In the battle of the beefiest, 480 Otis has emerged the enormous victor of Fat Bear Week 2021, beating 151 Walker by more than 6,000 votes after a rousing day at the polls.
While not the literal biggest of the brown bears at Alaska’s Katmai National Park, Otis captured the hearts of fans with his #TransformationTuesday results made possible by his tale of overcoming obstacles this season.
“He came back to the river later than average for him. He was quite thin at that time, but he’s filled in nicely,” Mike Fitz, creator of the competition and resident naturalist with Explore.org, told The Washington Post last week. “It’s really fun to see people’s love for Otis being expressed through the competition and through their campaign efforts.”
Described by Explore.org as “a medium-large adult male with a blocky muzzle and a floppy right ear,” Otis is no underdog bear. While he showed up this year behind schedule, raggedy thin and missing teeth, the behemoth has now won the competition four times.
At approximately 25 years old, Otis is one of the oldest bears that feast at Brooks Falls before winter hibernation. He is also one of the most beloved, with his own dedicated Facebook page where fans post about his shenanigans at his “office,” referring to his preferred sockeye salmon feasting spot in the Brooks River.
Those following the bracket tournament discourse online could see the victory coming a mile away.
When the competition began on Sept. 30, the elderly contender was the clear fan favorite on Internet message boards and in Facebook conversations. That was evidenced by his smooth sailing to Fat Bear Tuesday. In the semifinals on Oct. 4, Otis trounced bear 812 by more than 26,000 votes.
However, the win was not without controversy. Some Fat Bear Week fans fought back online against the fawning over 480.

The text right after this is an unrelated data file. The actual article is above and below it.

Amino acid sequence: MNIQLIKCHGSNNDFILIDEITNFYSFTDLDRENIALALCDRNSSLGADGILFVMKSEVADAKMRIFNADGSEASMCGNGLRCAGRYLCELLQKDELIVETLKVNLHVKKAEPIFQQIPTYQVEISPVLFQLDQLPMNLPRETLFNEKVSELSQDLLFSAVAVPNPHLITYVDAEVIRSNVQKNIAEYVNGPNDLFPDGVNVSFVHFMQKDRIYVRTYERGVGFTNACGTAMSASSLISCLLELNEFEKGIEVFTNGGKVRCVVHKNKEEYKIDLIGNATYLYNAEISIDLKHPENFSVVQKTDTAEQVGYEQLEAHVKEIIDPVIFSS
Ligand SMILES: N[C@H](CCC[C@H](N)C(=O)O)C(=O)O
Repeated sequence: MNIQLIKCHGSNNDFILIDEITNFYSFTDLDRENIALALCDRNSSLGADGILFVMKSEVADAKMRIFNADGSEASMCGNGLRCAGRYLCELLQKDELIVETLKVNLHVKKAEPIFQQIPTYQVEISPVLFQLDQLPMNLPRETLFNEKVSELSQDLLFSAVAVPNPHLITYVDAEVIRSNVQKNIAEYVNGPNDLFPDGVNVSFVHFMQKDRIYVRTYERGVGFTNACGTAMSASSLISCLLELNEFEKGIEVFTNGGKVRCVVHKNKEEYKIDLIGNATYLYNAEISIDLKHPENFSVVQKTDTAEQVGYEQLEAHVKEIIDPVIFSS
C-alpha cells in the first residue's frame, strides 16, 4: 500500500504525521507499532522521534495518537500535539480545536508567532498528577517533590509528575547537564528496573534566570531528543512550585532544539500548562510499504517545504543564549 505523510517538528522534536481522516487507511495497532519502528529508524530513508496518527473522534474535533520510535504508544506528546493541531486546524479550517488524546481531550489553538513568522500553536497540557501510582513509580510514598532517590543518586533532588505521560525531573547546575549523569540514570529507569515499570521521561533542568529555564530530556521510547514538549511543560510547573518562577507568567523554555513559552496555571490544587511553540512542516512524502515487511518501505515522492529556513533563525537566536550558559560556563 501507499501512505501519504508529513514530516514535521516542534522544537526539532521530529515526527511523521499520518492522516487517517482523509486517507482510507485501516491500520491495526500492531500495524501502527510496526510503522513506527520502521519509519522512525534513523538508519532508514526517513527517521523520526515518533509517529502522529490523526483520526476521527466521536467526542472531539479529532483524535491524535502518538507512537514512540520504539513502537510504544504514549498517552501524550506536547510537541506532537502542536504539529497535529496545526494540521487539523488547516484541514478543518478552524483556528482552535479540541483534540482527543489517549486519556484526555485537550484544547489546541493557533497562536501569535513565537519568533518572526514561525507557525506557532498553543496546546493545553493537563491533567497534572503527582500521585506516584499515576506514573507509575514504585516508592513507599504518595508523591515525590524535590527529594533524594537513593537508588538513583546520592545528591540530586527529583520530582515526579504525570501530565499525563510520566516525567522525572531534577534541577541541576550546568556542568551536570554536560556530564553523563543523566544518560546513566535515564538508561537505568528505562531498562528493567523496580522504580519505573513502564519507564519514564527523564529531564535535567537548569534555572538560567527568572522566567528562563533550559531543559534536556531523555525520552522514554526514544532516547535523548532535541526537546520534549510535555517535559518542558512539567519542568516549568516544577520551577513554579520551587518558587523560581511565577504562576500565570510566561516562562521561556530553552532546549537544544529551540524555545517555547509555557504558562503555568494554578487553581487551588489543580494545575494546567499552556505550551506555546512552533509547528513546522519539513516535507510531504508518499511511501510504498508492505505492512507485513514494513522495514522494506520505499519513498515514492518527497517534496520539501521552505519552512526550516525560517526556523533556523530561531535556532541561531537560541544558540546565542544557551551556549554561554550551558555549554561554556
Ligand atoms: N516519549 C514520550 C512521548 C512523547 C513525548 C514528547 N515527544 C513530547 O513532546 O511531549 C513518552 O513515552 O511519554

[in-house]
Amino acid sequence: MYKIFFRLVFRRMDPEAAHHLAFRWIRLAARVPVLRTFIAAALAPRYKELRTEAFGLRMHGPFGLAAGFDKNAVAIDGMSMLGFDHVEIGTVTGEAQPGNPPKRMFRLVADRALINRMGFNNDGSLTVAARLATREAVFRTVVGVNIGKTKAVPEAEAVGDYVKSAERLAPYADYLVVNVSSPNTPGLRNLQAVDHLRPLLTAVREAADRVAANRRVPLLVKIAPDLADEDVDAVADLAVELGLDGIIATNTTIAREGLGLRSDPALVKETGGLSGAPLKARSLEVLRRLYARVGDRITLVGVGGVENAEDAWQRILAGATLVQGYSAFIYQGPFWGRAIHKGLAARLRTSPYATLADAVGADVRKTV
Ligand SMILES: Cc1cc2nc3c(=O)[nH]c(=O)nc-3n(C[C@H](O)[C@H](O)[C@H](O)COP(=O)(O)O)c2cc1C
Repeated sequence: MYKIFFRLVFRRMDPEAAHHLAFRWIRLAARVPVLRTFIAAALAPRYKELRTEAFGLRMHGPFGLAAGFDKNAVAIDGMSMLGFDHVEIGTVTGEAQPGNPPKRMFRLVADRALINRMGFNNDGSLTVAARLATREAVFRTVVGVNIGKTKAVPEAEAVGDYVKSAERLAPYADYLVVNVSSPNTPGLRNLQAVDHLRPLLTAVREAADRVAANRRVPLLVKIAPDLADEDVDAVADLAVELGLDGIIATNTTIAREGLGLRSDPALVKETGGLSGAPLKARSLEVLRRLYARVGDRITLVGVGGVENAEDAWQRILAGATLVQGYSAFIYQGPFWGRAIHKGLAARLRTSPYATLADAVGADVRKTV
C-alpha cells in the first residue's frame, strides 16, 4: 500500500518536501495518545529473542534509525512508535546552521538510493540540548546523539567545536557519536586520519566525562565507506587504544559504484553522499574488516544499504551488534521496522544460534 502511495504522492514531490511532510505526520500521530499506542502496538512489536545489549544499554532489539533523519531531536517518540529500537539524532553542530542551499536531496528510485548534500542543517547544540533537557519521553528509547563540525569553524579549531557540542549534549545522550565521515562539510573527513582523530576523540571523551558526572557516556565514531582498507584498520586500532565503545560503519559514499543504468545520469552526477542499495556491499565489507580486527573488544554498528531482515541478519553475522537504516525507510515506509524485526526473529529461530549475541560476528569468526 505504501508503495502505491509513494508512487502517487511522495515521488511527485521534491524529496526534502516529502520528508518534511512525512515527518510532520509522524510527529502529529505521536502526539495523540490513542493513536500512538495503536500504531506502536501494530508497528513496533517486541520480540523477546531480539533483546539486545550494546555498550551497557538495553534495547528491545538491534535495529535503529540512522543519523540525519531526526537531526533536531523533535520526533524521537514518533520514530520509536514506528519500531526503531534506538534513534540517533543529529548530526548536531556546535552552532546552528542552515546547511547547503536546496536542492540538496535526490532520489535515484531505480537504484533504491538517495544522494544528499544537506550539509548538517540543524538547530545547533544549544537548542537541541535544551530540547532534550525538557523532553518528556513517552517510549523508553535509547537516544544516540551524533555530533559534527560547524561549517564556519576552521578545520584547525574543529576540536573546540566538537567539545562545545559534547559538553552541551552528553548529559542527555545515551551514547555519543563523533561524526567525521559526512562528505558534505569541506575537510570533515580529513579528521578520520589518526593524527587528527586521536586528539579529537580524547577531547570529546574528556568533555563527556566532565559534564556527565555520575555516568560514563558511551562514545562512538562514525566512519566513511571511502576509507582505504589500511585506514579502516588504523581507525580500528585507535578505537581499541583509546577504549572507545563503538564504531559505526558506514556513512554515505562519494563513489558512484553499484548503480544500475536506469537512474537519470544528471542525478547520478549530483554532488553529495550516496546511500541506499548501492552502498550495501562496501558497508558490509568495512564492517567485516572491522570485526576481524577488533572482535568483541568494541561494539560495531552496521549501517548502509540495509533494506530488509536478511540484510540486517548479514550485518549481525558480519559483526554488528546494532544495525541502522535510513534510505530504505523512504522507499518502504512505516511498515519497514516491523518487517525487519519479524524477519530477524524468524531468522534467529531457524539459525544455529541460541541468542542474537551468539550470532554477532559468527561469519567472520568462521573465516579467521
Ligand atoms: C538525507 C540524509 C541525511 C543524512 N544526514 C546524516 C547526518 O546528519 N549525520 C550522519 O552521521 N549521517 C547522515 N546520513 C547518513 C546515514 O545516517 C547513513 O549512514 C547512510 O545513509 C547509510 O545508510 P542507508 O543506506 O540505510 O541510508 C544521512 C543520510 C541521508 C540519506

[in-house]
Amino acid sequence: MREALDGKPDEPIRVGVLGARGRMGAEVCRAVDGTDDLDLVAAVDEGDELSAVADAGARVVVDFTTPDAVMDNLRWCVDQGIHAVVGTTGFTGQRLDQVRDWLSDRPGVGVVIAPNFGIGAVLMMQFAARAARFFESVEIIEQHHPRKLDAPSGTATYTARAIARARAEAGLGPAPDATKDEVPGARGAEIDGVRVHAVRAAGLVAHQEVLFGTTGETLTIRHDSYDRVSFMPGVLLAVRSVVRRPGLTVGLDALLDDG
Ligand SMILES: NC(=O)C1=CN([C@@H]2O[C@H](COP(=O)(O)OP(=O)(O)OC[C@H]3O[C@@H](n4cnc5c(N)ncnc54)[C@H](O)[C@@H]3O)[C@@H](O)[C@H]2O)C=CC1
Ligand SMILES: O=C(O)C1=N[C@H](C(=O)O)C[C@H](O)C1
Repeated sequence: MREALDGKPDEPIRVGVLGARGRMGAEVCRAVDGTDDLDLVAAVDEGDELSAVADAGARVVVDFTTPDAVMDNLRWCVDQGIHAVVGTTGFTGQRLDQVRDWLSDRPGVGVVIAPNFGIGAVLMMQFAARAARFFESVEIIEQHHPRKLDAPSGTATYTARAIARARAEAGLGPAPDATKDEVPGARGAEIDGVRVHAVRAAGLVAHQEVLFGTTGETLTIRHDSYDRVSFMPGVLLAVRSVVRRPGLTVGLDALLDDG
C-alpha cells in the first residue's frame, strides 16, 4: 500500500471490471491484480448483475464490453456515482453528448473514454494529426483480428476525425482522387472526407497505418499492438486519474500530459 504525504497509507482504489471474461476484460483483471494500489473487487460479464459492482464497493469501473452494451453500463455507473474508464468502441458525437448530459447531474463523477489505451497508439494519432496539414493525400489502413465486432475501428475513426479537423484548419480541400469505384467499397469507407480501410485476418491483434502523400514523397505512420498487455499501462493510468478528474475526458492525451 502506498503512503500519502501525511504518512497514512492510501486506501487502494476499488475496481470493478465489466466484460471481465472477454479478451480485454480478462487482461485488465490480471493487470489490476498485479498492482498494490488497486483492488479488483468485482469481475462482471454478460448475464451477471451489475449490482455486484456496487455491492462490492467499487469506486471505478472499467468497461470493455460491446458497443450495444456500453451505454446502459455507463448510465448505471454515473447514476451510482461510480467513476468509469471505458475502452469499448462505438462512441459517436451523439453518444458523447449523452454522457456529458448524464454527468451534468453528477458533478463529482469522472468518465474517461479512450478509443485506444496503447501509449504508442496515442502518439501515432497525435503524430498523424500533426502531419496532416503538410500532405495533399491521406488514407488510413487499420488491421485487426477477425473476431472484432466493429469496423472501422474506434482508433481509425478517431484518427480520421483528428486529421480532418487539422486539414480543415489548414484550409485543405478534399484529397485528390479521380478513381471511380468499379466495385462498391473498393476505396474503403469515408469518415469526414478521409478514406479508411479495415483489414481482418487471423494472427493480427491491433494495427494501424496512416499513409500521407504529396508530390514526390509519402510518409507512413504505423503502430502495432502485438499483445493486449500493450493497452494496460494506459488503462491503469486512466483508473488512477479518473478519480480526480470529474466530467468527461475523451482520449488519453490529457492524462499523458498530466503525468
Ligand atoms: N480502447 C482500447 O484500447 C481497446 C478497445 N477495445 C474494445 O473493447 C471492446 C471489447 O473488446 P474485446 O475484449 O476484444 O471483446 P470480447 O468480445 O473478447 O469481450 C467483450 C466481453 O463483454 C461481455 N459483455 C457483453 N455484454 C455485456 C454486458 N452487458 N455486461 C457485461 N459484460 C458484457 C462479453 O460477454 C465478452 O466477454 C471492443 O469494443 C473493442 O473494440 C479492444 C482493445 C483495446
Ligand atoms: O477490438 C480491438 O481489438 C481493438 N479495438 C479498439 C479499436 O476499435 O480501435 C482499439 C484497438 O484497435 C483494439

“When Otis wins . . . it’s only because the sympathy vote army turned out in greater numbers,” wrote Leslie Jensen in the Fat Bear Week Bracket Tournament Facebook group of more than 16,000 members. “Kind of like giving the MVP trophy to some old man at a nursing home ‘just because.’ “
Many online were rooting for last year’s absolute unit of a winner, the “hippo-esque” 747 who stole the show with his unambiguously superior size.
“He is the largest bear I’ve ever seen, and the fattest,” Fitz said of 747, nicknamed by fans as Bear Force One. “So I think he was deserving of it.”
When 747 arrived on the scene this year, fans and bear experts like Fitz were blown away by his pre-feasting heft. That didn’t stop him from losing to Otis by more than 11,000 votes.
Ultimately, Fat Bear Week isn’t about who wins or loses. It’s about championing conservation efforts to keep places such as Katmai National Park pristine for wildlife and visitors alike. The competition has even inspired people to travel to Alaska to see the rivalry in real life – although the trip is not easy or affordable to take. That’s where the explore.org bear cams come into play.
“I know that a lot of people experience many barriers to visiting national parks, even the ones that are accessible on the road system in the contiguous 48 states,” Fitz said. “That’s why I think the webcams are such an important asset . . . to sort of bridge those barriers.”